The first challenge I’d like to discuss is the environmental one. In the old days, we fished without much thought paid to the effects on the oceans environment. These days, it’s all about balance. Balancing conservation and fishing opportunity and balancing economic potential with environmental realities and as an aside let me be very clear in that context. Conservation is paramount, but sustainable development is one of the core mandates of our Department and there is nothing evil or improper about doing our utmost to give human beings the dignity of a decent job. I think we all need to keep that ethical reality in mind as we wrestle with these various issues. We also need to balance the fishery itself with other oceans industries.

For DFO, this means looking at our fishery through a wider lens. The days of single-species and single-stock management are over. We’ve had to take a far wider view of our fishing activity — and its effects on the entire ecosystem.

For our department, we’re changing how we manage our fisheries in very significant ways. I should point out, however, that our primary goal remains the same. We’ll continue to strive to ensure that for every fish that’s taken out of the water, there’s a plan to replace it — and hopefully, to create the environment for even more fish in the future. Conservation will always be a key factor in our department’s decision-making process.

I’m pleased to note that your industry in this part of the country has been particularly focussed on the need for conservation from the start. You’ve long recognized that conservation makes good business sense as well as ethical. It’s a key to predictability. While it’s a tough goal to achieve, I think it’s possible to use all the tools at our disposal to put the odds in our favour. Tools like good science, and applying the precautionary approach in the context of comprehensive integrated risk management principles.

It also means “thinking beyond the fish”. The fishery is now one of many industries that use our oceans. We’re seeing priorities off all our coasts for oil and gas development. Cable and pipe lines. Tourism, shipping and so on. In fact, the fishery is rarely the only kid on the block anymore, anywhere, if it ever was.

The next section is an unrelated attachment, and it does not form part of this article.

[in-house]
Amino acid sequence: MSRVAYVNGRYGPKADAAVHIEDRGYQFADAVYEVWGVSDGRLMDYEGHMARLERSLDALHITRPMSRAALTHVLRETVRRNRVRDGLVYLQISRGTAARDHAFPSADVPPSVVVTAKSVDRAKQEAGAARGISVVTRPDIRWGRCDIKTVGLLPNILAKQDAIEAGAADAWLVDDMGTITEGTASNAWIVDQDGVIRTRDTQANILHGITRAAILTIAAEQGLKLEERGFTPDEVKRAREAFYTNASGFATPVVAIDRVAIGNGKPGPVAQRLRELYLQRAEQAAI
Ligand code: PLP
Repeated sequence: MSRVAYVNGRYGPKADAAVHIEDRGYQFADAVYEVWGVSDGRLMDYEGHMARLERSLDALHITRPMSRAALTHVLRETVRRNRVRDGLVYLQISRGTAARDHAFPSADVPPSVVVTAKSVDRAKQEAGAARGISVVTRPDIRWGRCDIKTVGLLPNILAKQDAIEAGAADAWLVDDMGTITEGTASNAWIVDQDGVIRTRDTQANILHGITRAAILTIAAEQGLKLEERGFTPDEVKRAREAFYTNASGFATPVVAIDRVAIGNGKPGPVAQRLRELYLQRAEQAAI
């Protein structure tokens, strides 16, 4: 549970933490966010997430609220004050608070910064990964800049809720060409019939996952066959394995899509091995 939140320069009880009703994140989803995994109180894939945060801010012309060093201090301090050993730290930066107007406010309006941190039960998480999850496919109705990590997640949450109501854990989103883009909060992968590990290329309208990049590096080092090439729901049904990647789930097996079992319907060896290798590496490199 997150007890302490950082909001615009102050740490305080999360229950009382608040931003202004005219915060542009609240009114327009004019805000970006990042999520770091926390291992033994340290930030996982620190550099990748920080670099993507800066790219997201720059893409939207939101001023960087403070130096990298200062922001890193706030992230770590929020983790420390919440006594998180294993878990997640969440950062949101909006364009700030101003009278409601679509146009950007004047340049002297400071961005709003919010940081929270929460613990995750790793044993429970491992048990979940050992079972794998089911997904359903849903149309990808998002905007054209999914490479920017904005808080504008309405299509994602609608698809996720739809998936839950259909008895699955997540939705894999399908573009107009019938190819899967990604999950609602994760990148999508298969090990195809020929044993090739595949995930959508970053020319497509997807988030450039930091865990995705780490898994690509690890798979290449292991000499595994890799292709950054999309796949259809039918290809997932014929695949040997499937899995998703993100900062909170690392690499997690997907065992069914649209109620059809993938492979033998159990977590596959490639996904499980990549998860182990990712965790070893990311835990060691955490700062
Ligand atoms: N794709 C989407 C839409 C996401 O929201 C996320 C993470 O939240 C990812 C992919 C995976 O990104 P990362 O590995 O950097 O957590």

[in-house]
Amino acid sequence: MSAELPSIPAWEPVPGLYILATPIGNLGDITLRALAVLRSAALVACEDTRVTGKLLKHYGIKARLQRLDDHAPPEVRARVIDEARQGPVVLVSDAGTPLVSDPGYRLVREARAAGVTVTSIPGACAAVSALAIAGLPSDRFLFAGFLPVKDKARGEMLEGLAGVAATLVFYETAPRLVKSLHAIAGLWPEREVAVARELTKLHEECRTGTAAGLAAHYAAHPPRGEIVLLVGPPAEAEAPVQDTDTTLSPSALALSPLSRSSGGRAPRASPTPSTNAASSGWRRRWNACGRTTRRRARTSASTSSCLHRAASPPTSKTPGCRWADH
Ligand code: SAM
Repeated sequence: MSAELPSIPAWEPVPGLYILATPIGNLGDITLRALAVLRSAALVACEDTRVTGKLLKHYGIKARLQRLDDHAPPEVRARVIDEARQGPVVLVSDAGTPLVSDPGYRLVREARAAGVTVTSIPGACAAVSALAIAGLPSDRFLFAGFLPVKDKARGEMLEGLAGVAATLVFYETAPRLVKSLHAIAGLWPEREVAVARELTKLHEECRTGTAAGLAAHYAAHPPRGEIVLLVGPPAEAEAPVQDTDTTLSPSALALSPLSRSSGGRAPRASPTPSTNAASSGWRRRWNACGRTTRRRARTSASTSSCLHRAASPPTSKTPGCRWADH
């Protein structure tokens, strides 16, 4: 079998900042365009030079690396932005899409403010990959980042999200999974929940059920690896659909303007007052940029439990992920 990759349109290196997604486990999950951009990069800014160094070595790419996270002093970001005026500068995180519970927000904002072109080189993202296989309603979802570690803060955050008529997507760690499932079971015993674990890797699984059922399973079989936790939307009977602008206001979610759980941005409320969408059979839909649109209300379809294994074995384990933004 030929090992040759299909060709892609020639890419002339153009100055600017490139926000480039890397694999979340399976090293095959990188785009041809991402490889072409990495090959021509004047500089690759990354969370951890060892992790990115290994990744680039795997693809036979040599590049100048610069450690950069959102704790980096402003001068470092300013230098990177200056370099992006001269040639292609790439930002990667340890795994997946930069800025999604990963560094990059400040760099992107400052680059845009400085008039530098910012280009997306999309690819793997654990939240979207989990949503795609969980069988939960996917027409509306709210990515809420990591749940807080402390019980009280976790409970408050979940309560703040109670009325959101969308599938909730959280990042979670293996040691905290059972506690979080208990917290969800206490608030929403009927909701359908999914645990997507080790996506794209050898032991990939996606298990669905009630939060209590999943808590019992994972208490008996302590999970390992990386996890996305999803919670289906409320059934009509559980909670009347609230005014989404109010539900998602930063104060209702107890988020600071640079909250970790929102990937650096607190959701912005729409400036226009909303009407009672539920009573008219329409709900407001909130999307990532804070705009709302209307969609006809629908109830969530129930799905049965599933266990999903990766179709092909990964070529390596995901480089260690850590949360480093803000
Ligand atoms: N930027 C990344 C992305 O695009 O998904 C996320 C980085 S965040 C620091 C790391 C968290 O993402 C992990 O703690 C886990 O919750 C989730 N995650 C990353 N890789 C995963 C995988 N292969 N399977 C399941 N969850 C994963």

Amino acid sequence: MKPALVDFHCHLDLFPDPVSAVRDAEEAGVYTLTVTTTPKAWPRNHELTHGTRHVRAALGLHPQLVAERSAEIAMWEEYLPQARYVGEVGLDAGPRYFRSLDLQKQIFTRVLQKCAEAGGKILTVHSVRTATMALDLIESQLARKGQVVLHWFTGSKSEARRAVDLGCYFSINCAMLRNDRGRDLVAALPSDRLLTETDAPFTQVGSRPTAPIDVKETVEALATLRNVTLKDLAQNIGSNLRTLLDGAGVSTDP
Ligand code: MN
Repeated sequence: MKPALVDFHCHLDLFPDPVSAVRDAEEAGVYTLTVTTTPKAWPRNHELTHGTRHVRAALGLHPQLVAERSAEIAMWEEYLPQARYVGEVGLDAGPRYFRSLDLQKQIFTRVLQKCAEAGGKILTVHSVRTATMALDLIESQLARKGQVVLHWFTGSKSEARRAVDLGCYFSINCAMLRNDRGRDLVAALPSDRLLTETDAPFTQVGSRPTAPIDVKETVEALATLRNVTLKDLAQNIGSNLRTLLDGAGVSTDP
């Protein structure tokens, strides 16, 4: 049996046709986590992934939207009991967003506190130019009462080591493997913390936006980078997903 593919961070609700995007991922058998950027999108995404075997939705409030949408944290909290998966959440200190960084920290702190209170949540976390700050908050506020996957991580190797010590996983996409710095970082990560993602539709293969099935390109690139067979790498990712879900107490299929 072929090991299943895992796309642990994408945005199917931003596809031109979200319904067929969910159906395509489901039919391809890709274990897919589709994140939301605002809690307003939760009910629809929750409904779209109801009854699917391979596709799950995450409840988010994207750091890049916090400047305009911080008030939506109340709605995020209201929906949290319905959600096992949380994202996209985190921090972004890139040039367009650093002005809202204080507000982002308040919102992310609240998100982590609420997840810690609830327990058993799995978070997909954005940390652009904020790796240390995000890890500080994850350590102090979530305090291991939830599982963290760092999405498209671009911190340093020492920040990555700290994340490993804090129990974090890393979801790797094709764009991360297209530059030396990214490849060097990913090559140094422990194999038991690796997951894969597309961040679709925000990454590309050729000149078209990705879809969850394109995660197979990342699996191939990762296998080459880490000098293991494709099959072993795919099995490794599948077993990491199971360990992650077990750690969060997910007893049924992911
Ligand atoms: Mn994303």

Through our Oceans Strategy, and working with BC, we’re trying to engage all oceans users to develop management plans that make room for everyone, while ensuring that our environmental obligations are met.
I know this may be a bit of a sticking point for some people in the fisheries business. But the reality is that these other industries are here to stay. Our job is to work together to try to understand and to accommodate everyone’s needs, while at the same time ensuring that our oceans are managed wisely for future generations.

We’re also finding ways to involve the fishing industry more in the decisions being made. Because the second reality we need to face is that government shouldn’t, and indeed can’t, manage these resources on its own.

Resource management — and conservation in particular — needs to be more of a collective effort, with all users sharing in the stewardship of the resource.

In fact, this kind of co-operation has been a hallmark of our response to the challenges we’ve faced with salmon, and our efforts to rebuild these stocks. We’ve been working closely with stakeholders to define conservation objectives, and to develop the framework we need to manage this stock wisely in the future.

The Review of the 2002 Fraser River Sockeye Fishery is a good example of the kind of collaborative approach we’ve taken.
To build the recommendations included in the report, the steering committee worked with commercial, recreational and environmental interests, as well as with Aboriginal fishers. The 14 recommendations were truly consensus recommendations — and DFO accepted every one of them. Since the Report’s publication in March, we’ve made progress on most of its recommendations, and we’re aiming to have a new Wild Salmon Policy in place soon.

Still, I know and understand that you do have a number of concerns vis-à-vis how Fisheries and Oceans Canada ultimately makes our decisions, and the level of your involvement in them. That’s why, as those of you in the salmon fishery know, we’re striving to develop a new and more representative advisory process, to make our decision-making more transparent over the long-term. I have heard that concern from most stakeholder groups in B.C. since returning to the department, and I know that this is an essential step in strengthening the relationship between DFO and your industry.